Reigning in risky spending

In just the last few months, UK consumer spending on credit cards has hit an all time high with an estimated £1.5 billion spent in February alone, while total consumer credit reached a five-year high of £1.9 billion. This distressed environment has only been exacerbated by rocketing inflation that this week reached a 40-year peak of 9%, driven largely by fuel, energy and food costs.

Within this environment, the potential for unregulated lending products to add further debt onto customers already indebted is causing increasing concern.

Speaking to ICAEW, Ruxandra Ioanitescu, payments expert at PA Consulting, stressed that while the decision to share spending data might deter those who are facing financial difficulties, it will be critical that this potential impact is communicated extensively.

“BNPL firms need to ensure they provide the right level of consumer support with clear communications so customers understand what the consequences of their borrowing could be,” says Ioanitescu. 

“This of course could be exacerbated by the cost-of-living crisis as more people may turn to various forms of lending and could potentially engage in more irresponsible financial behaviours.”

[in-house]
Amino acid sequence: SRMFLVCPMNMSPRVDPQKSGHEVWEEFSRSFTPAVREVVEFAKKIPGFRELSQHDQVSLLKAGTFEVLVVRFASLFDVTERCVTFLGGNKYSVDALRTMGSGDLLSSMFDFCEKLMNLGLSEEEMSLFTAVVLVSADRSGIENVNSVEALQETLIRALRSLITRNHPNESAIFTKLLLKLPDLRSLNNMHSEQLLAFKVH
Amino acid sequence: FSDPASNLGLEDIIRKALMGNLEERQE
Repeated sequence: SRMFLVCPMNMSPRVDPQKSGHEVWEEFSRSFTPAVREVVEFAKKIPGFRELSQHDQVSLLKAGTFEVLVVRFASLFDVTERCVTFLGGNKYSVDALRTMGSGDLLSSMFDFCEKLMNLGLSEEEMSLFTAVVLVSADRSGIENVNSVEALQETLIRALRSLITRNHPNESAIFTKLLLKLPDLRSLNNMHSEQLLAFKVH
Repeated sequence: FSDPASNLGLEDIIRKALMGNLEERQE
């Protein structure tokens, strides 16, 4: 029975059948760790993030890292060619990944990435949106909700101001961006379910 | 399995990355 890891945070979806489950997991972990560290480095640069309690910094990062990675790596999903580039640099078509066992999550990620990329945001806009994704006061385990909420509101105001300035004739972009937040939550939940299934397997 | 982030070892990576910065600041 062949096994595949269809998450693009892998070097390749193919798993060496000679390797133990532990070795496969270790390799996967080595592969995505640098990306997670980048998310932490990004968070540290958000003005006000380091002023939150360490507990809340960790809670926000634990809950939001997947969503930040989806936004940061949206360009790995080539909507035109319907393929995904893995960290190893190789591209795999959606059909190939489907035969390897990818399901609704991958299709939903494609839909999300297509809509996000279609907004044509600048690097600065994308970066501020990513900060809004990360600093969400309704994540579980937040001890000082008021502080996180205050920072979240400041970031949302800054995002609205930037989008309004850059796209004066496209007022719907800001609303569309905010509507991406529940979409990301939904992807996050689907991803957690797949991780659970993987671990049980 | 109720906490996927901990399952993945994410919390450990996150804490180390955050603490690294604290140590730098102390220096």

She added that for both Klarna and the BNPL sector as a whole, it will be vital thorough vulnerability and affordability checks are carried out in order to protect against those already in financial stress do not end up in an “even worse situation”.

By carrying out such checks in order to better ascertain the suitability of its products for customers, Klarna should be able to reduce the risks and the rate of delays to or non-payments. However, part of this problem that it and the wider sector will face is the fact that the sector is still relatively new so hasn’t been tested in times of economic stress.

“BNPL credit models have never been tested in a downturn,” says David Ritter, financial services strategist at digital consultancy, CI&T, who spoke to ICAEW. “That didn’t happen in the pandemic due to the extraordinary government stimulus measures. It may happen in this cycle but at least unemployment has returned to historically low levels so that is a positive factor.”

Amid this air of economic uncertainty, and with regulations likely to clamp down on the riskier parts of the provision of BNPL and in particular on its promotion, where Sweden has previously made it law that no forms of credit can be promoted above full payment, there may be a shift in focus for the sector.

One way in which this might emerge, is for the likes of Klarna to shift away from lower cost and fashion driven purchases, towards more substantial purchases, which would also help to overcome the additional costs of regulation.

“These plans are more appropriate for larger purchases anyway,” says Ritter. “People should not be spreading out payments on smaller purchases. It’s a recipe for higher credit losses.”